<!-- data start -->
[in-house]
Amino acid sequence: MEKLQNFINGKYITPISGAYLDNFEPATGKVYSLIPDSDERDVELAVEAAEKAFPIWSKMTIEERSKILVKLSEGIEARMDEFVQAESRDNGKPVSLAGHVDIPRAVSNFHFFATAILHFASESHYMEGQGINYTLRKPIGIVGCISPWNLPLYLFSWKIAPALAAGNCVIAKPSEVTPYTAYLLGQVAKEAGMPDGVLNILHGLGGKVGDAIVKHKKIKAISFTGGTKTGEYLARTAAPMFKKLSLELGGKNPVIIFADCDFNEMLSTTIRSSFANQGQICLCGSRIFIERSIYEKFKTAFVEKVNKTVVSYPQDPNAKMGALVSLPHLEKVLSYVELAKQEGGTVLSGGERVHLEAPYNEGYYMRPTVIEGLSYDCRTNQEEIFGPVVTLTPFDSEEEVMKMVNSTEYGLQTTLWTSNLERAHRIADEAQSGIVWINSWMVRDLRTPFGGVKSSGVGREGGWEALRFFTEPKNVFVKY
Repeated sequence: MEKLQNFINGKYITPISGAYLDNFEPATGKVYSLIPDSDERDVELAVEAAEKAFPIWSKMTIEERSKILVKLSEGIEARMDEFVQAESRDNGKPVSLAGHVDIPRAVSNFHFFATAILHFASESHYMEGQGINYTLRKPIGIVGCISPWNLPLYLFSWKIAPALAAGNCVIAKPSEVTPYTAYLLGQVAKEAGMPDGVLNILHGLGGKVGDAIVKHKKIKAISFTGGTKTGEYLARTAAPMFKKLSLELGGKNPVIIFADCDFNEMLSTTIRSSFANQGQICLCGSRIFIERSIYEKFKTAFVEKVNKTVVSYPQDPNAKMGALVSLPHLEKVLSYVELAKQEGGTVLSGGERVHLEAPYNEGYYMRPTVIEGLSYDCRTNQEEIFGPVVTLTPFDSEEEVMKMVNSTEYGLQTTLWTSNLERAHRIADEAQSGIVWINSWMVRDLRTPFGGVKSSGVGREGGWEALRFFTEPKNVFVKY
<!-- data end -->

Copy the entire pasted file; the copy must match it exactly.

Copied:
[in-house]
Amino acid sequence: MEKLQNFINGKYITPISGAYLDNFEPATGKVYSLIPDSDERDVELAVEAAEKAFPIWSKMTIEERSKILVKLSEGIEARMDEFVQAESRDNGKPVSLAGHVDIPRAVSNFHFFATAILHFASESHYMEGQGINYTLRKPIGIVGCISPWNLPLYLFSWKIAPALAAGNCVIAKPSEVTPYTAYLLGQVAKEAGMPDGVLNILHGLGGKVGDAIVKHKKIKAISFTGGTKTGEYLARTAAPMFKKLSLELGGKNPVIIFADCDFNEMLSTTIRSSFANQGQICLCGSRIFIERSIYEKFKTAFVEKVNKTVVSYPQDPNAKMGALVSLPHLEKVLSYVELAKQEGGTVLSGGERVHLEAPYNEGYYMRPTVIEGLSYDCRTNQEEIFGPVVTLTPFDSEEEVMKMVNSTEYGLQTTLWTSNLERAHRIADEAQSGIVWINSWMVRDLRTPFGGVKSSGVGREGGWEALRFFTEPKNVFVKY
Repeated sequence: MEKLQNFINGKYITPISGAYLDNFEPATGKVYSLIPDSDERDVELAVEAAEKAFPIWSKMTIEERSKILVKLSEGIEARMDEFVQAESRDNGKPVSLAGHVDIPRAVSNFHFFATAILHFASESHYMEGQGINYTLRKPIGIVGCISPWNLPLYLFSWKIAPALAAGNCVIAKPSEVTPYTAYLLGQVAKEAGMPDGVLNILHGLGGKVGDAIVKHKKIKAISFTGGTKTGEYLARTAAPMFKKLSLELGGKNPVIIFADCDFNEMLSTTIRSSFANQGQICLCGSRIFIERSIYEKFKTAFVEKVNKTVVSYPQDPNAKMGALVSLPHLEKVLSYVELAKQEGGTVLSGGERVHLEAPYNEGYYMRPTVIEGLSYDCRTNQEEIFGPVVTLTPFDSEEEVMKMVNSTEYGLQTTLWTSNLERAHRIADEAQSGIVWINSWMVRDLRTPFGGVKSSGVGREGGWEALRFFTEPKNVFVKY